Republican Uses the Bible to Justify Denying Food Assistance
Offering a salient argument in favor of protecting separation of church and state, Congressman Jodey Arrington (R-TX) argued during a House hearing this week that unemployed low-income citizens should not have access to the Supplemental Nutrition Assistance Program (SNAP). He used a cherry-picked Bible verse to support that argument saying, “The Scripture tells us in 2 Thessalonians 3-10, he says, ‘For even when we were with you we gave you this rule: If a man will not work he shall not eat.’ And then he goes on to say, ‘We hear that some among you are idle.'”
His Biblical proclamation followed testimony from several experts on the need for and benefits of SNAP.
At the crux of Arrington’s argument is those who want access to food assistance should meet certain work requirements. That argument ignores the reality of SNAP and the populations it serves.
As the Washington Post pointed out in their coverage of Arrington’s statements:
The verse in question applies specifically to people who can work or otherwise contribute to society but choose not to, said theologians from several denominations who spoke to The Post. There is a perception, among some voters and lawmakers, that many adult SNAP recipients are exactly this sort of “freeloader.”
But policy experts say that is not the case. Many unemployed adults on SNAP simply cannot work, they say. Those include the mentally ill, the borderline disabled and veterans.
But as entitlement spending has increased, Americans have grown increasingly suspicious of people who use the social safety net. And that suspicion has fallen largely on a group called unemployed “ABAWDs” — able-bodied adults without dependents, and without steady jobs.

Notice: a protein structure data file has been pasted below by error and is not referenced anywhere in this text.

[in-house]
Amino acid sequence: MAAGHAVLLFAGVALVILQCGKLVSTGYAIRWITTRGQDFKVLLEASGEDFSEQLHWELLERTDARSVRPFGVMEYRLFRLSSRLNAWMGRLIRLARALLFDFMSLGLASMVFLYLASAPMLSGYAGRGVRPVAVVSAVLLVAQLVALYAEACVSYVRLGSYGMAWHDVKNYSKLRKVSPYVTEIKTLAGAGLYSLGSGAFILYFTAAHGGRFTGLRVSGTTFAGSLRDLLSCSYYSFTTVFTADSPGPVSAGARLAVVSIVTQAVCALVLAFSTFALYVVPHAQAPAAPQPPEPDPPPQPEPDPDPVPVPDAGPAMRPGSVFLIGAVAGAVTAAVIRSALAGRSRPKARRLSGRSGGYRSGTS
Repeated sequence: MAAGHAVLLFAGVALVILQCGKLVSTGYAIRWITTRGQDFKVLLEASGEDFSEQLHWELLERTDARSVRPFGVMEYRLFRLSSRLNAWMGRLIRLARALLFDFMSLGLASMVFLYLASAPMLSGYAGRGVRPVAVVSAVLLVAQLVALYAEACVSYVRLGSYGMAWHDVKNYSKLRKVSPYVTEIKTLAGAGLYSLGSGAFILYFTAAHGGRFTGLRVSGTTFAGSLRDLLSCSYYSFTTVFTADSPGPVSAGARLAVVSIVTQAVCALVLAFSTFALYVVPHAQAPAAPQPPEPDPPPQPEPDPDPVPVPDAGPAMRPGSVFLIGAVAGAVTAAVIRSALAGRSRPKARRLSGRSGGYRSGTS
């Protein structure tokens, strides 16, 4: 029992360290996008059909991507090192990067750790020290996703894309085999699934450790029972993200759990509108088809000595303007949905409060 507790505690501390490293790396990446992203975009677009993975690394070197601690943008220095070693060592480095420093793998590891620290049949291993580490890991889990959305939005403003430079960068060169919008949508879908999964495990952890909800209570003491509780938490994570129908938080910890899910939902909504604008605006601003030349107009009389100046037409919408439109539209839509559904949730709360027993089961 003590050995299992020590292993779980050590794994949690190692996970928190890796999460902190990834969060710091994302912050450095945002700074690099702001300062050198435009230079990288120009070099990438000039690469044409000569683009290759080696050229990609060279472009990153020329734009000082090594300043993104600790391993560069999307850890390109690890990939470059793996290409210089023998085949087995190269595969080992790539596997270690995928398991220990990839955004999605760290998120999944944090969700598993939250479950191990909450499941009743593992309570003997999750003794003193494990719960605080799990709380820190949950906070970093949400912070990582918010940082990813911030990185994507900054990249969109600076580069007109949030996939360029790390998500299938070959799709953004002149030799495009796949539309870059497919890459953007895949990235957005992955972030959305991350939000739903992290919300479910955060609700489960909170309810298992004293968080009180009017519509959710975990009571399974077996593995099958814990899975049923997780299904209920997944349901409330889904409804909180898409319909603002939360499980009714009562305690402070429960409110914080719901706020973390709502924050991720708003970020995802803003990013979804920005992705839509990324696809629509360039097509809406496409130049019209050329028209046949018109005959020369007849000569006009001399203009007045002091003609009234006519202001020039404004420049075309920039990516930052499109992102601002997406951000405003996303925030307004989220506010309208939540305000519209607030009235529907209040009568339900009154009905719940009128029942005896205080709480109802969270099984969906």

This population represents only a small minority of SNAP users. According to the Department of Agriculture, nearly two-thirds of SNAP recipients are children, seniors and people with disabilities. Of the remaining third, the vast majority are employed. According to the USDA, only 14 percent of all SNAP participants work less than 30 hours per week.
Contrary to popular opinion, both liberal and conservative economists agree that there is no “welfare cliff” with SNAP. Because benefits decrease incrementally with increased income, the program does not disincentivize employment.
Of that 14%, many face barriers that prevent them from seeking and obtaining gainful employment – barriers politicians like Arrington have thus far refused to address.
But the 6 million or so who are not employed receive a great deal of attention. This is a diverse population, experts say, who face a variety of barriers to employment, as well as an array of state and federal work requirements.
Local surveys of SNAP users have shown that many adults who are not working have recently been released from jail — or are homeless, veterans, noncustodial parents, people with undiagnosed mental illnesses and teenagers aging out of the foster care system.
Still more may lack the skills or education needed to obtain work in their community — particularly if their community has a high unemployment rate, said Stacy Dean, the vice president for food assistance policy at the nonpartisan Center on Budget and Policy Priorities.
Ignorance of the context behind those 6 million people aside, Congressman Arrington’s comments stirred controversy among Christians and non-Christians alike for his brutal use of religious dogma to deny assistance to in-need citizens. Here are some examples:
— Amanda Timpson (@amandarin) March 31, 2017
— eve peyser (@evepeyser) March 31, 2017
— Gweskoyen Korsharat (@Gweskoyen) March 31, 2017
Matthew 5:42, 6:24
1 John 3:17
— Jon Morse (@jonfmorse) March 31, 2017
If Congressman Arrington truly wants to help people successfully get off public assistance – SNAP, Medicaid or otherwise – he needs to stop demonizing those who utilize the program as unwilling and greedy. The myth of the ‘welfare queen’ may play well to far right political audiences and donors, but it does nothing to help those merely attempting to survive another day.
That includes veterans (who make up a substantial portion of that under and unemployed population).
It’s amazing that Republicans use veterans as political props when it’s politically expedient but once the spotlight is gone and their usefulness ends, those veterans are left to fend for themselves.
And that’s a population Republicans publicly admit to caring for; never mind the mentally ill, homeless, LGBTQ youth, and other affected populations the GOP would rather ignore than admit their small government, culture-war-prone advocacy has few solutions for.
Here’s video of the remarks: